Vol.29, No.03. 2018
Table of Contents
This article is part of our long-term study on the quantitative at-sea distribution of the marine “upper trophic levels”–seabirds and marine mammals–in polar ecosystems, aiming at quantifying the factors influencing their distribution as well as detecting possible spatial and temporal changes, with special attention to hydrography and to global climate changes. During an expedition of icebreaking RV Polarstern in February 2010, along the North-South transect between New Zealand and the Ross Gyre, off the Ross Sea, 3,200 seabirds belonging to 22 identified pelagic species were recorded during 338 half-hour transect counts. Four major hotspots were identified. These were in Sub-tropical Water off New Zealand (up to 300 birds per count), and at the main Southern Ocean fronts: the Sub-Antarctic Front (up to 240 per count), the Antarctic Front (up to 150 birds per count) and the Polar Front (up to 200 per count), representing the vast majority of recorded seabirds. The most numerous species in the three frontal zones were: prions–mainly slender-billed Pachyptila belcheri – and Salvin’s albatross Thalassarche [cauta] salvini. The eight more abundant species represented 2,650 birds, i.e. more than 80% of the total. A random forest clustering method identified four groups of seabird species occupying similar oceanographic niches.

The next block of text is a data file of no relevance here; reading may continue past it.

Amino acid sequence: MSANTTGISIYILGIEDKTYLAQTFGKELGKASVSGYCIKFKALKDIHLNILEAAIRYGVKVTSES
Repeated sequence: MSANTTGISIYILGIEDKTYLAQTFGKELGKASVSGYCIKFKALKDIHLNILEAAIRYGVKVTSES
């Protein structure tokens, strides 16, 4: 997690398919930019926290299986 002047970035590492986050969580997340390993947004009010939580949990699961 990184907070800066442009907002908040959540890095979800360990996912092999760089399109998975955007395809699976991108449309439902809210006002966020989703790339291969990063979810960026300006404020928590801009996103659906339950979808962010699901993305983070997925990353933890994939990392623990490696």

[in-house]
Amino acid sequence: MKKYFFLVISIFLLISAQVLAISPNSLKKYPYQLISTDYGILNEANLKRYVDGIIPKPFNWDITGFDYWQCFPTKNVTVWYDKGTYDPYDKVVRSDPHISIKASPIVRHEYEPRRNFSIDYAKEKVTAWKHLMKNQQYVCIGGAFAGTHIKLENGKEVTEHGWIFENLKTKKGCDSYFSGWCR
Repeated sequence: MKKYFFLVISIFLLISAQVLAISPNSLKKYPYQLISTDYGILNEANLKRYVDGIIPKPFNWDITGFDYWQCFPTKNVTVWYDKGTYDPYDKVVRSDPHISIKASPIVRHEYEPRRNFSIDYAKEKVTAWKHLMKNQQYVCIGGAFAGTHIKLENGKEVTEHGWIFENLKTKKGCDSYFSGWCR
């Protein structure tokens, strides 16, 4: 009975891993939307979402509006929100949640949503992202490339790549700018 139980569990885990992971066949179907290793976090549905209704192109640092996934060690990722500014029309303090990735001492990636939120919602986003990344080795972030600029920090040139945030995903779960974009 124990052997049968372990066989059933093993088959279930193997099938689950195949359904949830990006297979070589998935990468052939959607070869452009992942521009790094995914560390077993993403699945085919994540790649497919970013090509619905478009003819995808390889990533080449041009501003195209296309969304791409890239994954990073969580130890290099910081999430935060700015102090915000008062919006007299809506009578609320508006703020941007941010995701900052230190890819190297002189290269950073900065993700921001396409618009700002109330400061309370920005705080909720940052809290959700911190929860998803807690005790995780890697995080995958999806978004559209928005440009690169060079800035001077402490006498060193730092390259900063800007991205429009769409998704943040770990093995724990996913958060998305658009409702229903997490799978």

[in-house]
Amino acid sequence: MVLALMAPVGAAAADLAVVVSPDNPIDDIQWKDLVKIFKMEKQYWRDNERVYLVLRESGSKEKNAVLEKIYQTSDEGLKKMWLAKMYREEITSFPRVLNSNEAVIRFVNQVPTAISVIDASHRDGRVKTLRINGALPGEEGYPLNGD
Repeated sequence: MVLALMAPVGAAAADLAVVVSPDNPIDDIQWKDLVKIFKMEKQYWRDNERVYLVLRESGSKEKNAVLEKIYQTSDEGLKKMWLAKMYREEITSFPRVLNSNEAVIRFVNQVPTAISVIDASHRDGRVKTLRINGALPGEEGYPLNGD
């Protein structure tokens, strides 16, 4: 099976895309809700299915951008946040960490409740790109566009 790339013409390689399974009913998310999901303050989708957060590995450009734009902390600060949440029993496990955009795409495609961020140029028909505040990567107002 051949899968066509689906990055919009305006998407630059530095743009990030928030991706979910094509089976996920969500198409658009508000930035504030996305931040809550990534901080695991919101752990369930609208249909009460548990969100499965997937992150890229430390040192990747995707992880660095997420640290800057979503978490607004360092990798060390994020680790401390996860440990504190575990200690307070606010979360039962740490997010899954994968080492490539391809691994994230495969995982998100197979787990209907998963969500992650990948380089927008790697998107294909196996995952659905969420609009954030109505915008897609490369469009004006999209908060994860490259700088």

Joiris C R, Humphries G R W. 2018. Hotspots of seabirds and marine mammals between New Zealand and the Ross Gyre: importance of hydrographic features. Adv Polar Sci, 2018, 29 (4): ***-***, doi: 10.13679/j.advps.2018.4.00***